Most people think that a massage is relaxing. For those with ADHD, it may be even more beneficial. A 2003 study published in Adolescence examined the effects of massage on mood and behavior. Students with ADHD who received massage therapy for 20 minutes twice a week over the course of a month experienced improved short-term mood and longer-term classroom behavior.

  • Consider a Yoga or Tai Chi Class

    Consider a Yoga or Tai Chi Class

    Some small studies indicate that yoga may be helpful for those with ADHD. Research published in 2004 reported significant improvements in hyperactivity, anxiety, and social problems in boys with ADHD who practiced yoga regularly.

    Similarly, some early studies suggest that tai chi may also help improve ADHD symptoms. In 2001, researchers found that adolescents with ADHD displayed less anxiety, daydreaming, hyperactivity, and inappropriate emotions when they participated in tai chi classes twice a week for five weeks.

  • What About Supplements?

    What About Supplements?

    According to some research, treatment with supplements like zinc, L-carnitine, vitamin B6, and magnesium may help improve symptoms of ADHD. However, results are mixed. Herbs like ginkgo, ginseng, and passionflower may also help calm hyperactivity.

    Supplementing without a doctor’s oversight can be dangerous—particularly in children. Consider a blood test to evaluate current nutrient levels if you think you or your child may benefit from supplements. Then seek the advice of a doctor or dietician.

Thank you!

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References:

  • "CDC - ADHD, Data and Statistics - NCBDDD." Centers for Disease Control and Prevention. Web. 12 June 2013. http://www.cdc.gov/ncbddd/adhd/data.html.
  • Hernandez-Reif, Maria, Tiffany M. Field, and Eric Thimas. "Attention Deficit Hyperactivity Disorder: Benefits from Tai Chi." Journal of Bodywork and Movement Therapies 5.2 (2001): 120-123. Print.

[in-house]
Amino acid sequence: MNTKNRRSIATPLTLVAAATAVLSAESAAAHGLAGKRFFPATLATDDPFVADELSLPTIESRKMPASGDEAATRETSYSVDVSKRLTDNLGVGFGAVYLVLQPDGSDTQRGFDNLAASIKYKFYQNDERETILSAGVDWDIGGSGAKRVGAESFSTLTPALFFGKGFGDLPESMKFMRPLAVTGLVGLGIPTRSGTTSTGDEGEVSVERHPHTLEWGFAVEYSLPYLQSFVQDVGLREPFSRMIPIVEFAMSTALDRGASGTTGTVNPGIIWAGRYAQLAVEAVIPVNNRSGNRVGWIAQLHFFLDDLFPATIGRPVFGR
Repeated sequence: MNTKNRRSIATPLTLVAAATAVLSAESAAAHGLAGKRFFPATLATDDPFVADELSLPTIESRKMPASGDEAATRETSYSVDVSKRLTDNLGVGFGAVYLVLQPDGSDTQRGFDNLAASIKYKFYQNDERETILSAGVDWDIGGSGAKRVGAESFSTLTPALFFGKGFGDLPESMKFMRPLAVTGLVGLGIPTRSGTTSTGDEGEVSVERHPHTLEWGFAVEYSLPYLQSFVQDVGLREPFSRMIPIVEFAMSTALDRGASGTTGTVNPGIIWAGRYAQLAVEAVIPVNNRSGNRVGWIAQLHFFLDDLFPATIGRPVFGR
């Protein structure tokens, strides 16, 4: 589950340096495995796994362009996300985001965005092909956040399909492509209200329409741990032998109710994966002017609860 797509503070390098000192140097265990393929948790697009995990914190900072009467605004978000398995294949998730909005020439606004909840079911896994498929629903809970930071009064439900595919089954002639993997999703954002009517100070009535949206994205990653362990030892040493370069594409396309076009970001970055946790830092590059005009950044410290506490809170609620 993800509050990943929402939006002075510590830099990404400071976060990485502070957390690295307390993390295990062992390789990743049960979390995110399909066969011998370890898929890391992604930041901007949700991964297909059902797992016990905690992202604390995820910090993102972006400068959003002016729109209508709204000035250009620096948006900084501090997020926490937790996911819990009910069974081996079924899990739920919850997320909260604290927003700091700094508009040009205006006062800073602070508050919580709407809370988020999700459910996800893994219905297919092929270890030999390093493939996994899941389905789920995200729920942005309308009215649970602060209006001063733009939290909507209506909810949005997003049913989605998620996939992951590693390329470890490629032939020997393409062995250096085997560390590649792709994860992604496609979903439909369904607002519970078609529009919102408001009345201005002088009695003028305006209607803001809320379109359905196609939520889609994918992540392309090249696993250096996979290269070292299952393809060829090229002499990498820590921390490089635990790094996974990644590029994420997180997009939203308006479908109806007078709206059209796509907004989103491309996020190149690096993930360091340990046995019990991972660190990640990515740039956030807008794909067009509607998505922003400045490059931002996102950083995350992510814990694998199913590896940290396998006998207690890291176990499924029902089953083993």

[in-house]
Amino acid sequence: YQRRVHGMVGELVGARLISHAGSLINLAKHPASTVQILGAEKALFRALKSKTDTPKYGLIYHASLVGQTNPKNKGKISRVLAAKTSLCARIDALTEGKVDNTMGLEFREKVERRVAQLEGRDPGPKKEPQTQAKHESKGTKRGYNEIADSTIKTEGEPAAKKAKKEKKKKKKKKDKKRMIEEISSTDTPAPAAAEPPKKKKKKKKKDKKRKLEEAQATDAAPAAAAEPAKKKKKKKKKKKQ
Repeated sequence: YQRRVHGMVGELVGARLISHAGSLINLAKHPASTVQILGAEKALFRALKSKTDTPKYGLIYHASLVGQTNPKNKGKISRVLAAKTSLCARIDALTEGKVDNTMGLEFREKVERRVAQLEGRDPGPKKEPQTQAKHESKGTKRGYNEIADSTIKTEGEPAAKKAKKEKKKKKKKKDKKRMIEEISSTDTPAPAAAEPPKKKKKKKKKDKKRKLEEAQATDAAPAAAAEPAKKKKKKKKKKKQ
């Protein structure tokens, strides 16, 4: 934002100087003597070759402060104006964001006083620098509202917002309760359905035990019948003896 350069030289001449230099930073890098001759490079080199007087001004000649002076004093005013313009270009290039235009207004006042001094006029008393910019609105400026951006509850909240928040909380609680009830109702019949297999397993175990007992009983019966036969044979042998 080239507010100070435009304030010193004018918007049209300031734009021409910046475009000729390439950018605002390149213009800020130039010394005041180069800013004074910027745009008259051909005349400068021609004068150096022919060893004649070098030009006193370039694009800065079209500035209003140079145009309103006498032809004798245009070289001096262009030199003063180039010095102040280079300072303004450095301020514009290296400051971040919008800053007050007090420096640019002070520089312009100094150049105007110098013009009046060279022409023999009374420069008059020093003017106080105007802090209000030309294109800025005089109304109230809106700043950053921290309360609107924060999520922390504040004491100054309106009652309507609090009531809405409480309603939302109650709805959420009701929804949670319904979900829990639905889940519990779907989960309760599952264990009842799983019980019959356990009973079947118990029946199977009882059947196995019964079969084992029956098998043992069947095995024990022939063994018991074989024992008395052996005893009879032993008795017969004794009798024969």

• Huxsashi, John E. "ADHD diet: Do food additives cause hyperactivity? - MayoClinic.com." Mayo Clinic. 12 Oct. 2011. Web. 6 June 2013. http://www.mayoclinic.com/health/adhd/AN01721.
  • Jensen, Pauline S., and Dianna T. Kenny. "The effects of yoga on the attention and behavior of boys with Attention-Deficit/hyperactivity Disorder (ADHD)." Journal of Attention Disorders 7.4 (2004): 205-216. Print.
  • Khilnani S., et al. "Massage therapy improves mood and behavior of students with attention-deficit/hyperactivity disorder.." Adolescence 38.152 (2003): 623-38. Print.
  • Lansbergen M.M., et al. "ADHD and EEG-neurofeedback: a double-blind randomized placebo-controlled feasibility stud." J Neural Transm 118.2 (2011): 275-284. Print.
  • Mayo Clinic Staff. "Attention-deficit/hyperactivity disorder (ADHD): Treatments and drugs - MayoClinic.com." Mayo Clinic. 5 Mar. 2013. Web. 6 June 2013. http://www.mayoclinic.com/health/adhd/DS00275/DSECTION=treatments-and-drugs.
  • McCann, Donna, et al. "Food additives and hyperactive behaviour in 3-year-old and 8/9-year-old children in the community: a randomised, double-blinded, placebo-controlled trial." The Lancet 370.9598 (2007): 1560-1567. Print.
  • "Raine ADHD Study: Long-term outcomes associated with stimulant medication in the treatment of ADHD in children." health.wa.gov.au. Web. 6 June 2013. www.health.wa.gov.au/publications/documents/MICADHD_Raine_ADHD_Study_report_022010.pdf.
  • "Statistics On Stimulant Use | PBS - Medicating Kids | FRONTLINE | PBS." PBS: Public Broadcasting Service. Web. 6 June 2013. http://www.pbs.org/wgbh/pages/frontline/shows/medicating/drugs/stats.html.